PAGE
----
Ettorio and Vittorio disguise themselves as servants, and pay a visit on Master Dowser. They present themselves as servants of a “Master Opilio Chapelwood,” making inquiries on his behalf. Dowser points out that Master Chapelwood is not present on the guest list. They quietly confirm that for themselves, committing the list to memory. Ettorio complains about how “the rumors surrounding Garganta are apparently true,” solidifying the cover story of the rebuffed and undesirable social climber, before the two leave.

The list in hand, the group convenes to go over their plans for infiltrating the party the following night. As they discuss disguises and the various merits of replacing servants, Vesper adds an unexpected piece of information to the pot. Bronzarion Bascho manufactures potions that will change the sex of the imbiber for eight hours — one sure way to make themselves less recognizable.

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79 - Rumor, Innuendo and Conspiracy
"...are but three arrows in our quiver."

“I don’t want to capture a vampire. I want to kill one and go through his things for answers.” — Vesper Sespech

Before he meets the others for breakfast, Ettorio takes note of just how dedicated Bessari is to working with the Rovino books. He asks her about her family’s likely plans for the weapons they’re buying up. Bessari doesn’t need to think much about it. It seems to her that they’re probably preparing for a war. Gorsino is the type to crave battle, and if the rumors about tensions with Duatine or Bastinea are true, then an actual civil war would be a good time to have a heavy investment in weapons at hand. He thanks her, and leaves her to her clerical tasks.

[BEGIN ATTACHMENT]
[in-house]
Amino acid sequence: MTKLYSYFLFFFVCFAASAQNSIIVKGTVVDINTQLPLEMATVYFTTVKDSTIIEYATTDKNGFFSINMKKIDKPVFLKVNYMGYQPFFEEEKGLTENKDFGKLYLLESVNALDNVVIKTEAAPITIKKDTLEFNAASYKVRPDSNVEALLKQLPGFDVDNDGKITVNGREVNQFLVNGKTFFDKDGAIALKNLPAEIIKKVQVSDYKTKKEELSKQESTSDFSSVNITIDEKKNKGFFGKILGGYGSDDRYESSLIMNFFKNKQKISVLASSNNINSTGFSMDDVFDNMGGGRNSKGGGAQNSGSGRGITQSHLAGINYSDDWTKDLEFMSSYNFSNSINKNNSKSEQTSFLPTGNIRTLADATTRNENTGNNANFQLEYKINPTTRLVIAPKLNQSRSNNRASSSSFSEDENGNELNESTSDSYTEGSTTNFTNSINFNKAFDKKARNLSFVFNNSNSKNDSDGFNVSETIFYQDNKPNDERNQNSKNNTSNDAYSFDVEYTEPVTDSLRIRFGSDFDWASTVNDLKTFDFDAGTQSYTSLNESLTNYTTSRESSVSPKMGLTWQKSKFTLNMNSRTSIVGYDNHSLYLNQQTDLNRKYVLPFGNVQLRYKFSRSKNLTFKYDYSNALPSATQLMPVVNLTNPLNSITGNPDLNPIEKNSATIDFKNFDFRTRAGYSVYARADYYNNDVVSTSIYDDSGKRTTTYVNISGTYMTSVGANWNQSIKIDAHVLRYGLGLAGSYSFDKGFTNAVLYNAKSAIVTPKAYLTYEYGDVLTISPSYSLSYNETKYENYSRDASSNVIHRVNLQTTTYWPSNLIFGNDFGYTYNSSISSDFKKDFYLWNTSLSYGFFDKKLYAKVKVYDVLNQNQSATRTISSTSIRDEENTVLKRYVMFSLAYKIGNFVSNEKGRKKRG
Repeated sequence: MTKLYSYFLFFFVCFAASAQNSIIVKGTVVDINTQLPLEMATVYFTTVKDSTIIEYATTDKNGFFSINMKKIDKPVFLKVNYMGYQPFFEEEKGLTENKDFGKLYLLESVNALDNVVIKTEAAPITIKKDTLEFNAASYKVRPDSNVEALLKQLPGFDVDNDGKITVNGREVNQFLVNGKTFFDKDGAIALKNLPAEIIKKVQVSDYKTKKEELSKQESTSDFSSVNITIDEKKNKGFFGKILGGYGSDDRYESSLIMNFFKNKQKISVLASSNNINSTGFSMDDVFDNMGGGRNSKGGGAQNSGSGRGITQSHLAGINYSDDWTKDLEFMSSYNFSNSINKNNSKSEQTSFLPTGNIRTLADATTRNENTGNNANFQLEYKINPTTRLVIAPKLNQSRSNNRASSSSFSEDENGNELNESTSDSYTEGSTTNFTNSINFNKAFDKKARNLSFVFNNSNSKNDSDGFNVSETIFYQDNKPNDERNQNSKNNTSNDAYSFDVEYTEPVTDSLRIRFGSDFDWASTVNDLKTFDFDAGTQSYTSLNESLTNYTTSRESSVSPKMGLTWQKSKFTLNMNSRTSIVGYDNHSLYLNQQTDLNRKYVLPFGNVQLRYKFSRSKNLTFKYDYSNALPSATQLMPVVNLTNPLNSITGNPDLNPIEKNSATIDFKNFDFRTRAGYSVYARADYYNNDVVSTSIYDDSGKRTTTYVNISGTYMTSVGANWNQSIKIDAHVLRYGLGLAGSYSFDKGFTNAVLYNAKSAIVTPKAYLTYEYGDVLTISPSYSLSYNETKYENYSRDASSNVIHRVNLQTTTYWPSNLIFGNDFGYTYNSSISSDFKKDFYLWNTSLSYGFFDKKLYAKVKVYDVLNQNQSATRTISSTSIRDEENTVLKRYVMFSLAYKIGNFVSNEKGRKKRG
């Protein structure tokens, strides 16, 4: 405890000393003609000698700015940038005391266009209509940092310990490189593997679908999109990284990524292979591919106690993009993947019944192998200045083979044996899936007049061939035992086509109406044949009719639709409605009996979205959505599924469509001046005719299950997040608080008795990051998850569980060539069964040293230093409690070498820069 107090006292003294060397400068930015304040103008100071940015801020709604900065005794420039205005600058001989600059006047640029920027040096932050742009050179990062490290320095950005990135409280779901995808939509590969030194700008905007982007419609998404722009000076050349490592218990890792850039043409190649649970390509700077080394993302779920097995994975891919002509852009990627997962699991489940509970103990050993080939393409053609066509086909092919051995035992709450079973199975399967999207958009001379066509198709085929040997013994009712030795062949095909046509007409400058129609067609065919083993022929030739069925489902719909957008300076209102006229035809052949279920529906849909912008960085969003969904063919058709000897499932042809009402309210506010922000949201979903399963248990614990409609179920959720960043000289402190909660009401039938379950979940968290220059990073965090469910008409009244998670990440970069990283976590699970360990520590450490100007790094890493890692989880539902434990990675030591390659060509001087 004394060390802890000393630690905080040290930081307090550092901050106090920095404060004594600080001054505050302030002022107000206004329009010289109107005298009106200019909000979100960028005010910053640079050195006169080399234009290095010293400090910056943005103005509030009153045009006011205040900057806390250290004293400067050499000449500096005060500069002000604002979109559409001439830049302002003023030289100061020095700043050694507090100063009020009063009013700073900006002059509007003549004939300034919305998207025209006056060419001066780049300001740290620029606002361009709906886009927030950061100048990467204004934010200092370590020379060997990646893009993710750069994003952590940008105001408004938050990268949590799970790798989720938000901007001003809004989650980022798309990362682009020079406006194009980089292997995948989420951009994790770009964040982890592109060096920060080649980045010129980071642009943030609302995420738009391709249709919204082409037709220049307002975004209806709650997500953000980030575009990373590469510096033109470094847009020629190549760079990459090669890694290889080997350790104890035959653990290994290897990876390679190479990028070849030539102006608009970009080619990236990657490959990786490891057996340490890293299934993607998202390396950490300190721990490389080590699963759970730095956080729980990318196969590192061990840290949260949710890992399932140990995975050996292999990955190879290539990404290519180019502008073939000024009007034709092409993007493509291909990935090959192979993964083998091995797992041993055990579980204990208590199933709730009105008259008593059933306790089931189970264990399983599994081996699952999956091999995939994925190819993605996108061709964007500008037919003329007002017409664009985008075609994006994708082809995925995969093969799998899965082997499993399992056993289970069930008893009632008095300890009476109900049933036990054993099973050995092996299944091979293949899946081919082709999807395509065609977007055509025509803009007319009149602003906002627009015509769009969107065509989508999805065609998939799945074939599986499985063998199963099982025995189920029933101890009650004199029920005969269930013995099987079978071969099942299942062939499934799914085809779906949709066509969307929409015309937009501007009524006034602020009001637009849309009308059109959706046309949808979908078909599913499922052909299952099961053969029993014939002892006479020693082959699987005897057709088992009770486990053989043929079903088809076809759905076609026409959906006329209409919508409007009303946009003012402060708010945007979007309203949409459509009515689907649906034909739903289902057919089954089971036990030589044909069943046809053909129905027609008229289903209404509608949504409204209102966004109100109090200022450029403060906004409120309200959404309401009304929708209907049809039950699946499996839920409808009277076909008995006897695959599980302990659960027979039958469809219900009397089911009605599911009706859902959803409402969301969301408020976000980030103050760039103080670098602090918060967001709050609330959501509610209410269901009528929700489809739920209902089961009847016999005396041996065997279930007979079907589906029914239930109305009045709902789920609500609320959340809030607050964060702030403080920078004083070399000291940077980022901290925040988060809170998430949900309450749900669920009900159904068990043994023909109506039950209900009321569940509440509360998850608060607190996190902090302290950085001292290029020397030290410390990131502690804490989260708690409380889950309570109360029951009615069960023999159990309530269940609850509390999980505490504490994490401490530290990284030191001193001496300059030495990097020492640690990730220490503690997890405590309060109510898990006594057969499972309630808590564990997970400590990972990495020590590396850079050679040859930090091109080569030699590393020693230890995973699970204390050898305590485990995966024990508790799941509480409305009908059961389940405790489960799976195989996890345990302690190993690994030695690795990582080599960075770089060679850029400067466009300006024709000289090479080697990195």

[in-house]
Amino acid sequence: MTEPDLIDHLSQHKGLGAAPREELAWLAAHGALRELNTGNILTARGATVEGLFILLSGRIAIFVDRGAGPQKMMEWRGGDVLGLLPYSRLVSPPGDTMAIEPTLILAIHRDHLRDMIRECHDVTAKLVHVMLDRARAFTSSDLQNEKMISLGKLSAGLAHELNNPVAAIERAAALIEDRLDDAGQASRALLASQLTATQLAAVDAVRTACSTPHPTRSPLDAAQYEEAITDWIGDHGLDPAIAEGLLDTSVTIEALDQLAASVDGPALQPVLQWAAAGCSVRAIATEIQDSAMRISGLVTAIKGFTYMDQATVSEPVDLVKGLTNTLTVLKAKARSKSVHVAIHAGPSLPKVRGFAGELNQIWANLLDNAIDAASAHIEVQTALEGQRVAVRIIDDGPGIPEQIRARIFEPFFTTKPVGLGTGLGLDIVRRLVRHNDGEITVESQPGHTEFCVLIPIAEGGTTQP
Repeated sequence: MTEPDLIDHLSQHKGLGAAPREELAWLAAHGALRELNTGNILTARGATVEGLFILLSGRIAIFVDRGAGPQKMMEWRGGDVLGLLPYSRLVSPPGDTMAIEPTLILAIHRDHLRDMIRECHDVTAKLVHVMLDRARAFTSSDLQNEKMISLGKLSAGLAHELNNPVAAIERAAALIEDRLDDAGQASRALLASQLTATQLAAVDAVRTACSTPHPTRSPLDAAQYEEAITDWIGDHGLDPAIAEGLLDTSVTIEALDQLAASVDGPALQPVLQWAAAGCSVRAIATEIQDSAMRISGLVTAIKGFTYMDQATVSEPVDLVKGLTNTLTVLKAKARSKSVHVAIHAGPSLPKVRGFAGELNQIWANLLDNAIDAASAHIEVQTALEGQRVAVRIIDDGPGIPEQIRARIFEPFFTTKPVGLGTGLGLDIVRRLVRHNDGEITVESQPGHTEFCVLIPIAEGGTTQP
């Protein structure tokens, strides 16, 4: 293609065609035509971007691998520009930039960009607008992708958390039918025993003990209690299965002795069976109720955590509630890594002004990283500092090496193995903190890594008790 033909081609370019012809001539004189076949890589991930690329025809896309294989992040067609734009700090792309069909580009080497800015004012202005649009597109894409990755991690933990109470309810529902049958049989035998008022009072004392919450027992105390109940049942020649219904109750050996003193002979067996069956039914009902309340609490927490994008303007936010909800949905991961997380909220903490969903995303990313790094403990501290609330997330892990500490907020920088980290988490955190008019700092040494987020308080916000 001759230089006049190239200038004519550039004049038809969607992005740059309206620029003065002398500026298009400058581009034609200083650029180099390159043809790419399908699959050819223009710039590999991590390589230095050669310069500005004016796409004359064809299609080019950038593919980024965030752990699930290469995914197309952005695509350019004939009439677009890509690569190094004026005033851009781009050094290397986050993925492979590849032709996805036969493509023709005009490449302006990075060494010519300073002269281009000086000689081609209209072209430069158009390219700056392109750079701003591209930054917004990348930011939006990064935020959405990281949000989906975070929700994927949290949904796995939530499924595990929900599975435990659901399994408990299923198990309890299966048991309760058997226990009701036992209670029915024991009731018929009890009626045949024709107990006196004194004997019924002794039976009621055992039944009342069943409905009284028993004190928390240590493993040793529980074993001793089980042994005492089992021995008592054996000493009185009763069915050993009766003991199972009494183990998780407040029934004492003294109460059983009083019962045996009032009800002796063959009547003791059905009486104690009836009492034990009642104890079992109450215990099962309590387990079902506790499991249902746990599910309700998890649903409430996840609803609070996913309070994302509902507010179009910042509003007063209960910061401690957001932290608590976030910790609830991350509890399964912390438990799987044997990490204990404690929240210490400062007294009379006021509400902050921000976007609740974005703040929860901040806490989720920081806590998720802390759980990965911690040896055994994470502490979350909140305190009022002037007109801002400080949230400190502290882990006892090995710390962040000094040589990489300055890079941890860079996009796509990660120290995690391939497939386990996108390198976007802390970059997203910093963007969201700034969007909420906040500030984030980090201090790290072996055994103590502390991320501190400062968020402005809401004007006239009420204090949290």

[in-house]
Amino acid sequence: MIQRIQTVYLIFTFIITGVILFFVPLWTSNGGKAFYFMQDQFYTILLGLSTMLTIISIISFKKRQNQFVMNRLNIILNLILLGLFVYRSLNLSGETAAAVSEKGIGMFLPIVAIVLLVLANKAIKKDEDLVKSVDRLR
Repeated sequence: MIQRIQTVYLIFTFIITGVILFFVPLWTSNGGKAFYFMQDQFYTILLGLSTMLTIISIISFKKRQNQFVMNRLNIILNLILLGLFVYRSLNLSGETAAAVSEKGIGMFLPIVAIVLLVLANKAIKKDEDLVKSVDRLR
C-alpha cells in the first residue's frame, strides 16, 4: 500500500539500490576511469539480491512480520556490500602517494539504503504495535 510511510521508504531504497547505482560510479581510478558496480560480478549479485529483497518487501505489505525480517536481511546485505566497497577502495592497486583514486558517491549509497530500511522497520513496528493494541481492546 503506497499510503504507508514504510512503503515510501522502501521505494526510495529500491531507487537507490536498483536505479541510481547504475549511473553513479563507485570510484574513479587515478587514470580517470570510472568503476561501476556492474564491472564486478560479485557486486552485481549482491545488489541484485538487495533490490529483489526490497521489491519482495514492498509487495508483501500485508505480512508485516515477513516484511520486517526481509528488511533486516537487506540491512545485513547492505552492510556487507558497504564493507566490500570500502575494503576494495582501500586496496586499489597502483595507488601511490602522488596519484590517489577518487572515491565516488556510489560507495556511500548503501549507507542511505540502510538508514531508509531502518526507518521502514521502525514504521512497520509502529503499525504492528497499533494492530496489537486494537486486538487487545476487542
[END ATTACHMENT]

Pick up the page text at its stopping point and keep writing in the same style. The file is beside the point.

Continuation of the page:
Breakfast involves Vesper, Kosvach, Ettorio and Vittorio — Carenza has already departed to hunt down Vico and the Fisher Knights. They exchange the rumors of last night, and then depart to pursue more information. Despite Vesper’s admonition about traveling alone, Ettorio and Vittorio both cite their talents for disguise as reason enough to feel secure.

Vittorio’s information target is Cadmiro Zarocci. He learns that the merchant matches his reputation as new but shrewd money. He is reputedly distraught, having received word that his children were murdered in Maviolo. In fact, Vittorio learns that rumor has it the two were slain by some supernatural entity or persons who had close ties to the Prince of Maviolo, and therefore their deaths were covered up. The devil’s suspicion is further aroused by the news that Cadmiro has befriended a young adventurer named Larettio D’Oscura, a gentleman blade recuperating from wounds suffering on his last campaign. Larettio is described as a handsome, charming fellow with an eyepatch, who is often in the company of a young lady he rescued from slavery. The two are often found at the salons where Cadmiro entertains guests and furthers his social standing.

With Kosvach in tow, Vesper goes to the Citadel district. The only two notable Sorcerous House mages in Garganta are Tacitaris Verastin and Bronzarion Bascho, and she is more inclined to trust the Verastin. The older mage has tidy quarters high in the remodeled giant’s keep, and he is polite if not precisely warm. They discuss the disposition of the Prince’s recently disgraced arcane advisor, and Tacitaris states he’s certain she is not a traitor. Vesper is quite open with her suspicions regarding the conspiracy, and lets the Verastin know that there are vampires in the city.